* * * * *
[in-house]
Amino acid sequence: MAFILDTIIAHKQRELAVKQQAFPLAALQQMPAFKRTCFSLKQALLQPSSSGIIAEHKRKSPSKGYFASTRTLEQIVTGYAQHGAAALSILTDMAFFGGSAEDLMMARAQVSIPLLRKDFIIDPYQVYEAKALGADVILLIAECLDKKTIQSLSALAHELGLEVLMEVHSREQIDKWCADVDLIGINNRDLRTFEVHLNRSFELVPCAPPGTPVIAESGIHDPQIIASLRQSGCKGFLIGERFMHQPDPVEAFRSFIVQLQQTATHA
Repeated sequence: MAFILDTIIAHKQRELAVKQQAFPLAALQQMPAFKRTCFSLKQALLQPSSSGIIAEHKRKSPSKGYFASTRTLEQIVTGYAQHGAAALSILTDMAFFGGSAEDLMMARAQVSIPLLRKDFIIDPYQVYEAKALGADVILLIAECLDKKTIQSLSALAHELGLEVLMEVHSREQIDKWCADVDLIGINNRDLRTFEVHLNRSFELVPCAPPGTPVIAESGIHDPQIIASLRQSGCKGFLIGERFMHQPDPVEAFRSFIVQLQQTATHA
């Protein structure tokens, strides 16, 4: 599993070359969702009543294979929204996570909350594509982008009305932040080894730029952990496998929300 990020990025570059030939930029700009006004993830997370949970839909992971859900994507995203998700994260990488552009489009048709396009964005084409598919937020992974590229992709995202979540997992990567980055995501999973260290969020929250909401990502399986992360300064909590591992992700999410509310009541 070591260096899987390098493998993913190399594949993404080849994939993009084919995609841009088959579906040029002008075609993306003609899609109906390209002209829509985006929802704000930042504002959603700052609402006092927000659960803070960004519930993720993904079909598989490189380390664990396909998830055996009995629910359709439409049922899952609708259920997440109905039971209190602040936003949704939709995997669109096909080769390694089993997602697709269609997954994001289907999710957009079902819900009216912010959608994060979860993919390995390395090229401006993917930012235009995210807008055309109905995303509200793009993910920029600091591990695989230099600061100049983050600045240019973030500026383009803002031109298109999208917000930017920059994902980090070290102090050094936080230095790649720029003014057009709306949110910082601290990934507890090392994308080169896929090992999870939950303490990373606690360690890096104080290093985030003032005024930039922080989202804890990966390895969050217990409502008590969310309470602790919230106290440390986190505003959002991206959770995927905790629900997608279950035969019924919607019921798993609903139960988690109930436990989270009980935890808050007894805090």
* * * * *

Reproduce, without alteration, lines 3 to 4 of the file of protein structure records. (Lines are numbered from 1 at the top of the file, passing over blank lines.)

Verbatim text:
Repeated sequence: MAFILDTIIAHKQRELAVKQQAFPLAALQQMPAFKRTCFSLKQALLQPSSSGIIAEHKRKSPSKGYFASTRTLEQIVTGYAQHGAAALSILTDMAFFGGSAEDLMMARAQVSIPLLRKDFIIDPYQVYEAKALGADVILLIAECLDKKTIQSLSALAHELGLEVLMEVHSREQIDKWCADVDLIGINNRDLRTFEVHLNRSFELVPCAPPGTPVIAESGIHDPQIIASLRQSGCKGFLIGERFMHQPDPVEAFRSFIVQLQQTATHA
């Protein structure tokens, strides 16, 4: 599993070359969702009543294979929204996570909350594509982008009305932040080894730029952990496998929300 990020990025570059030939930029700009006004993830997370949970839909992971859900994507995203998700994260990488552009489009048709396009964005084409598919937020992974590229992709995202979540997992990567980055995501999973260290969020929250909401990502399986992360300064909590591992992700999410509310009541 070591260096899987390098493998993913190399594949993404080849994939993009084919995609841009088959579906040029002008075609993306003609899609109906390209002209829509985006929802704000930042504002959603700052609402006092927000659960803070960004519930993720993904079909598989490189380390664990396909998830055996009995629910359709439409049922899952609708259920997440109905039971209190602040936003949704939709995997669109096909080769390694089993997602697709269609997954994001289907999710957009079902819900009216912010959608994060979860993919390995390395090229401006993917930012235009995210807008055309109905995303509200793009993910920029600091591990695989230099600061100049983050600045240019973030500026383009803002031109298109999208917000930017920059994902980090070290102090050094936080230095790649720029003014057009709306949110910082601290990934507890090392994308080169896929090992999870939950303490990373606690360690890096104080290093985030003032005024930039922080989202804890990966390895969050217990409502008590969310309470602790919230106290440390986190505003959002991206959770995927905790629900997608279950035969019924919607019921798993609903139960988690109930436990989270009980935890808050007894805090």